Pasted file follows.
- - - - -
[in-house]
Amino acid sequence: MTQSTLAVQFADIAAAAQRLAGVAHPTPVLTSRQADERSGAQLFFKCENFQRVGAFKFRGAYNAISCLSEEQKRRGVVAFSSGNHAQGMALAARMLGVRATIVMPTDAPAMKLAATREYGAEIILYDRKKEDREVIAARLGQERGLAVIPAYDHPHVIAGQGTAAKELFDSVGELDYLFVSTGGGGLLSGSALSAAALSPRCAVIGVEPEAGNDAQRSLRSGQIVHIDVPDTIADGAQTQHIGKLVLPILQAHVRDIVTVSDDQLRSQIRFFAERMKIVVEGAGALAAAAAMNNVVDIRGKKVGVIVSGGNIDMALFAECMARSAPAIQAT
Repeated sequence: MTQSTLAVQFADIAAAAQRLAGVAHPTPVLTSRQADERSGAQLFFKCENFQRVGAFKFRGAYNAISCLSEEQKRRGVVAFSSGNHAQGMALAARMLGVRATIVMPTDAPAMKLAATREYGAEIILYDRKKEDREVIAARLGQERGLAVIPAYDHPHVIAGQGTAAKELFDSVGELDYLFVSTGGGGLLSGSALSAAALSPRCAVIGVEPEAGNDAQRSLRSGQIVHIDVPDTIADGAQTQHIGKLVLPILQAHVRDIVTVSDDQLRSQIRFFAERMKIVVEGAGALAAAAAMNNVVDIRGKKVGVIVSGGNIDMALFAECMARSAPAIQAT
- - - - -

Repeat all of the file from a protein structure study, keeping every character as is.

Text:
[in-house]
Amino acid sequence: MTQSTLAVQFADIAAAAQRLAGVAHPTPVLTSRQADERSGAQLFFKCENFQRVGAFKFRGAYNAISCLSEEQKRRGVVAFSSGNHAQGMALAARMLGVRATIVMPTDAPAMKLAATREYGAEIILYDRKKEDREVIAARLGQERGLAVIPAYDHPHVIAGQGTAAKELFDSVGELDYLFVSTGGGGLLSGSALSAAALSPRCAVIGVEPEAGNDAQRSLRSGQIVHIDVPDTIADGAQTQHIGKLVLPILQAHVRDIVTVSDDQLRSQIRFFAERMKIVVEGAGALAAAAAMNNVVDIRGKKVGVIVSGGNIDMALFAECMARSAPAIQAT
Repeated sequence: MTQSTLAVQFADIAAAAQRLAGVAHPTPVLTSRQADERSGAQLFFKCENFQRVGAFKFRGAYNAISCLSEEQKRRGVVAFSSGNHAQGMALAARMLGVRATIVMPTDAPAMKLAATREYGAEIILYDRKKEDREVIAARLGQERGLAVIPAYDHPHVIAGQGTAAKELFDSVGELDYLFVSTGGGGLLSGSALSAAALSPRCAVIGVEPEAGNDAQRSLRSGQIVHIDVPDTIADGAQTQHIGKLVLPILQAHVRDIVTVSDDQLRSQIRFFAERMKIVVEGAGALAAAAAMNNVVDIRGKKVGVIVSGGNIDMALFAECMARSAPAIQAT